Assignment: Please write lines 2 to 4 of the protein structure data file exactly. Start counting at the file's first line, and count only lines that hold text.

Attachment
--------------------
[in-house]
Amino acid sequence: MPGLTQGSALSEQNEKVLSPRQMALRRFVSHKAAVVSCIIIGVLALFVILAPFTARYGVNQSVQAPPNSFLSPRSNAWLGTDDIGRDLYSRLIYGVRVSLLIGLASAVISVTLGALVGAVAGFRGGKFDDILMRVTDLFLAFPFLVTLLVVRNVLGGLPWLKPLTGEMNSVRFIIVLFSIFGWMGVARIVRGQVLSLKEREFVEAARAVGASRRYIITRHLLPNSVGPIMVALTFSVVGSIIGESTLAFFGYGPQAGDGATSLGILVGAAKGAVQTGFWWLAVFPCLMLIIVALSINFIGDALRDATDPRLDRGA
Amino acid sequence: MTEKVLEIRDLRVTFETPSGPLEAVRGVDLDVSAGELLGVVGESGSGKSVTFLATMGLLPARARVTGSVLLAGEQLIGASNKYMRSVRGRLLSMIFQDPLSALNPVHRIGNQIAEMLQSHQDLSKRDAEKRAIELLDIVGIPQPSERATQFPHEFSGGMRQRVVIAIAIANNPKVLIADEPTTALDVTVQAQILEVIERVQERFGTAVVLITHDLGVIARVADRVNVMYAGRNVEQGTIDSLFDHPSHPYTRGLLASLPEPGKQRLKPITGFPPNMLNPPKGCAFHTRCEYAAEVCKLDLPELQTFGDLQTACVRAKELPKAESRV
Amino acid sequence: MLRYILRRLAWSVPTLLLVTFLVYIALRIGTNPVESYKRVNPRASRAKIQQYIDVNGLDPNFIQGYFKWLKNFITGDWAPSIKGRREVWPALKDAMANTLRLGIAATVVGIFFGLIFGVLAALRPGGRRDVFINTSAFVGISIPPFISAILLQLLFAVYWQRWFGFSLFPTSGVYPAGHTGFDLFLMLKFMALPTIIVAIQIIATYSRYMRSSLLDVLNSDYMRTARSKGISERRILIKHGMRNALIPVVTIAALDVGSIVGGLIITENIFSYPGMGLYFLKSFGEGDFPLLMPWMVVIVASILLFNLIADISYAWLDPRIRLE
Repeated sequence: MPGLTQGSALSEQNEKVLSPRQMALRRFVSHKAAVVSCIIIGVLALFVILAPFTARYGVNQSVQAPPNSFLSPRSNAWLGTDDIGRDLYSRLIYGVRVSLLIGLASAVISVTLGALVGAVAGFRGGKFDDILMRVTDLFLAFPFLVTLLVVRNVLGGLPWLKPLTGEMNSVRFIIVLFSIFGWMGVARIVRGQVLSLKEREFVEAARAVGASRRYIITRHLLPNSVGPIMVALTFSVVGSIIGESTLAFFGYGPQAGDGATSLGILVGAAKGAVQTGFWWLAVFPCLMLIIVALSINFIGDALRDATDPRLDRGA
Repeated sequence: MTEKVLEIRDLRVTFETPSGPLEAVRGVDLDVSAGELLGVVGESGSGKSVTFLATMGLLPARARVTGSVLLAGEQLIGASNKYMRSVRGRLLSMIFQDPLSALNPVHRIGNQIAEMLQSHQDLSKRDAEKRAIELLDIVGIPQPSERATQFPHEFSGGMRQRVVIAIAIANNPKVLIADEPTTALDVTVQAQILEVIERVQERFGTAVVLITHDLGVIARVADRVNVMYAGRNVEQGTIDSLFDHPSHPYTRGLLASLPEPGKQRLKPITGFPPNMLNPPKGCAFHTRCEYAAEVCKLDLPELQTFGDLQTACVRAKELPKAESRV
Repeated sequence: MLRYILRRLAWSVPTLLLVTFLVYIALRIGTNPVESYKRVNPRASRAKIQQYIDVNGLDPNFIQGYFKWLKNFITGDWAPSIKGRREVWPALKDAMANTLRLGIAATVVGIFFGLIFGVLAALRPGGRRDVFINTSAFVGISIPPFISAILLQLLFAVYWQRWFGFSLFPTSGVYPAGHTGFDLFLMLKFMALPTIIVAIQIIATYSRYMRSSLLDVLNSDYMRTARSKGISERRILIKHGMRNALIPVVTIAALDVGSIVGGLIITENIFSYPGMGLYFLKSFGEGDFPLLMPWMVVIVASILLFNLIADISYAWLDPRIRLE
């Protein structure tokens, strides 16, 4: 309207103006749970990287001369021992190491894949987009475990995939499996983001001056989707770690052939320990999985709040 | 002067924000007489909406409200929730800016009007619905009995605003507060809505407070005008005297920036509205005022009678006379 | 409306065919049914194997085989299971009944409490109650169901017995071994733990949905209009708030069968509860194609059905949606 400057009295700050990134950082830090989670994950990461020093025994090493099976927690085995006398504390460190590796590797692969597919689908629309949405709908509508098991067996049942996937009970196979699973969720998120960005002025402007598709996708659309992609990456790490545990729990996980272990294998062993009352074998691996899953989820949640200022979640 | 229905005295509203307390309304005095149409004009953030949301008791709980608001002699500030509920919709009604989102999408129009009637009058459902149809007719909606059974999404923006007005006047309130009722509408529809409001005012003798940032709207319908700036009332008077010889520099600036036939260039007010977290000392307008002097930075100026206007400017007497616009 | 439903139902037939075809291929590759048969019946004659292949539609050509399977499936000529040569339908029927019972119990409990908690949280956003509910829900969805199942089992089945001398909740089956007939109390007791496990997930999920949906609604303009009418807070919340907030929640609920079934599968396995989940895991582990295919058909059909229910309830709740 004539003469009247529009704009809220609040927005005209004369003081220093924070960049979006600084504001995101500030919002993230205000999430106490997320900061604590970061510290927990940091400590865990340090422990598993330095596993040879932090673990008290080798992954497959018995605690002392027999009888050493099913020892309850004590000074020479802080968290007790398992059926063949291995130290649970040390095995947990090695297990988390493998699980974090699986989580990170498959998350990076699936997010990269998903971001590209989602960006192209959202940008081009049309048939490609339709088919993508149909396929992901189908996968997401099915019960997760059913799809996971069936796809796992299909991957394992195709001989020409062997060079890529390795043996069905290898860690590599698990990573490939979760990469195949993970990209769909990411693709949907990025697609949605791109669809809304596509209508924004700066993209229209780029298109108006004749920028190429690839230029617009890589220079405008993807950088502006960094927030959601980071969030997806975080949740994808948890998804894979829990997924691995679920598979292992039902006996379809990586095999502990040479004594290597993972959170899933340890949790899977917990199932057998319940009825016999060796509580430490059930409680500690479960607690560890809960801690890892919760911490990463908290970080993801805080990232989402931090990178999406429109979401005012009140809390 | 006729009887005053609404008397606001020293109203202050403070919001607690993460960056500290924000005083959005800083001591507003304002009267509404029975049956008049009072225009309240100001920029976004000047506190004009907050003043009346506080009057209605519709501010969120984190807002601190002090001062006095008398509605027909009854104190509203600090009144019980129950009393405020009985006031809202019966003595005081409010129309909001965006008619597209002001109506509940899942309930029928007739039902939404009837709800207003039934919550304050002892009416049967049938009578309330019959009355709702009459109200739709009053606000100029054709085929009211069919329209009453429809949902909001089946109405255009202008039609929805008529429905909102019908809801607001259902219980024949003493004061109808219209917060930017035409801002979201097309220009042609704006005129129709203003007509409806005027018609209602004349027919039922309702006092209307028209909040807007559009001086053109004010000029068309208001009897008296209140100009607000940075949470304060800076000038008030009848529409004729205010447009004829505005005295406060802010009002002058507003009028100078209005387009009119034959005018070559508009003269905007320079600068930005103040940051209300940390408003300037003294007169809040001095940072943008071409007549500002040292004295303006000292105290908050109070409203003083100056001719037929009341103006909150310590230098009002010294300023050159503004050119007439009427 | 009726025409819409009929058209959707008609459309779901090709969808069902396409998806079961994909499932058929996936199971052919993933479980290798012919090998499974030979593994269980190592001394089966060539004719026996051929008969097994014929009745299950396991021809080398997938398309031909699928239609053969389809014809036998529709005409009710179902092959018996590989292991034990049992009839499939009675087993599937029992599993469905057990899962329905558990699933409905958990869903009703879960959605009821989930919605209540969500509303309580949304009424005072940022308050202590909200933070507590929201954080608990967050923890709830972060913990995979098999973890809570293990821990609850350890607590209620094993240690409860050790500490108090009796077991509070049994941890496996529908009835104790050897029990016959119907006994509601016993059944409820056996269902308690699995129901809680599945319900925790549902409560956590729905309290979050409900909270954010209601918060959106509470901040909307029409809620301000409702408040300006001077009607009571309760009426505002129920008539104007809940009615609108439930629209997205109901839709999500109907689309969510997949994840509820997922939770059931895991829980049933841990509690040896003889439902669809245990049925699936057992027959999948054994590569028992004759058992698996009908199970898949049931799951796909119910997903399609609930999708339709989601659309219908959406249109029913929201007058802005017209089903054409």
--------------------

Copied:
Amino acid sequence: MPGLTQGSALSEQNEKVLSPRQMALRRFVSHKAAVVSCIIIGVLALFVILAPFTARYGVNQSVQAPPNSFLSPRSNAWLGTDDIGRDLYSRLIYGVRVSLLIGLASAVISVTLGALVGAVAGFRGGKFDDILMRVTDLFLAFPFLVTLLVVRNVLGGLPWLKPLTGEMNSVRFIIVLFSIFGWMGVARIVRGQVLSLKEREFVEAARAVGASRRYIITRHLLPNSVGPIMVALTFSVVGSIIGESTLAFFGYGPQAGDGATSLGILVGAAKGAVQTGFWWLAVFPCLMLIIVALSINFIGDALRDATDPRLDRGA
Amino acid sequence: MTEKVLEIRDLRVTFETPSGPLEAVRGVDLDVSAGELLGVVGESGSGKSVTFLATMGLLPARARVTGSVLLAGEQLIGASNKYMRSVRGRLLSMIFQDPLSALNPVHRIGNQIAEMLQSHQDLSKRDAEKRAIELLDIVGIPQPSERATQFPHEFSGGMRQRVVIAIAIANNPKVLIADEPTTALDVTVQAQILEVIERVQERFGTAVVLITHDLGVIARVADRVNVMYAGRNVEQGTIDSLFDHPSHPYTRGLLASLPEPGKQRLKPITGFPPNMLNPPKGCAFHTRCEYAAEVCKLDLPELQTFGDLQTACVRAKELPKAESRV
Amino acid sequence: MLRYILRRLAWSVPTLLLVTFLVYIALRIGTNPVESYKRVNPRASRAKIQQYIDVNGLDPNFIQGYFKWLKNFITGDWAPSIKGRREVWPALKDAMANTLRLGIAATVVGIFFGLIFGVLAALRPGGRRDVFINTSAFVGISIPPFISAILLQLLFAVYWQRWFGFSLFPTSGVYPAGHTGFDLFLMLKFMALPTIIVAIQIIATYSRYMRSSLLDVLNSDYMRTARSKGISERRILIKHGMRNALIPVVTIAALDVGSIVGGLIITENIFSYPGMGLYFLKSFGEGDFPLLMPWMVVIVASILLFNLIADISYAWLDPRIRLE